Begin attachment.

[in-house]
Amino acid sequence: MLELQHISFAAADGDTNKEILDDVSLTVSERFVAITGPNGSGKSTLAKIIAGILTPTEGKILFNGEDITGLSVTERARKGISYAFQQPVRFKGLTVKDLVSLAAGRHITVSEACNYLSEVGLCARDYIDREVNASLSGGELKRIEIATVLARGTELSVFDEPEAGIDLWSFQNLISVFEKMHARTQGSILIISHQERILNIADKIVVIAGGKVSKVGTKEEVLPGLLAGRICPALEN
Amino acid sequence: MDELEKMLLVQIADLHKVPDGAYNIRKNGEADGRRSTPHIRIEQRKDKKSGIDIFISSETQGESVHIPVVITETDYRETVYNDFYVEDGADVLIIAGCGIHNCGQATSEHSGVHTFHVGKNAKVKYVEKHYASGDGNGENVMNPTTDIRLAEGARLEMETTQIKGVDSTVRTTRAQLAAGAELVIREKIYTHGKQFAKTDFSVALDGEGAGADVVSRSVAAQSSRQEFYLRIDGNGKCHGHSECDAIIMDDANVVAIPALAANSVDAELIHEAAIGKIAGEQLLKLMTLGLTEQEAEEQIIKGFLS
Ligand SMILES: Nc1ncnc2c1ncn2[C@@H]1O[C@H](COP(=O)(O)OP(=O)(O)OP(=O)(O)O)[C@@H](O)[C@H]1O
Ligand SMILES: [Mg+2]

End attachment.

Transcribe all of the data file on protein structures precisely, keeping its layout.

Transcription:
[in-house]
Amino acid sequence: MLELQHISFAAADGDTNKEILDDVSLTVSERFVAITGPNGSGKSTLAKIIAGILTPTEGKILFNGEDITGLSVTERARKGISYAFQQPVRFKGLTVKDLVSLAAGRHITVSEACNYLSEVGLCARDYIDREVNASLSGGELKRIEIATVLARGTELSVFDEPEAGIDLWSFQNLISVFEKMHARTQGSILIISHQERILNIADKIVVIAGGKVSKVGTKEEVLPGLLAGRICPALEN
Amino acid sequence: MDELEKMLLVQIADLHKVPDGAYNIRKNGEADGRRSTPHIRIEQRKDKKSGIDIFISSETQGESVHIPVVITETDYRETVYNDFYVEDGADVLIIAGCGIHNCGQATSEHSGVHTFHVGKNAKVKYVEKHYASGDGNGENVMNPTTDIRLAEGARLEMETTQIKGVDSTVRTTRAQLAAGAELVIREKIYTHGKQFAKTDFSVALDGEGAGADVVSRSVAAQSSRQEFYLRIDGNGKCHGHSECDAIIMDDANVVAIPALAANSVDAELIHEAAIGKIAGEQLLKLMTLGLTEQEAEEQIIKGFLS
Ligand SMILES: Nc1ncnc2c1ncn2[C@@H]1O[C@H](COP(=O)(O)OP(=O)(O)OP(=O)(O)O)[C@@H](O)[C@H]1O
Ligand SMILES: [Mg+2]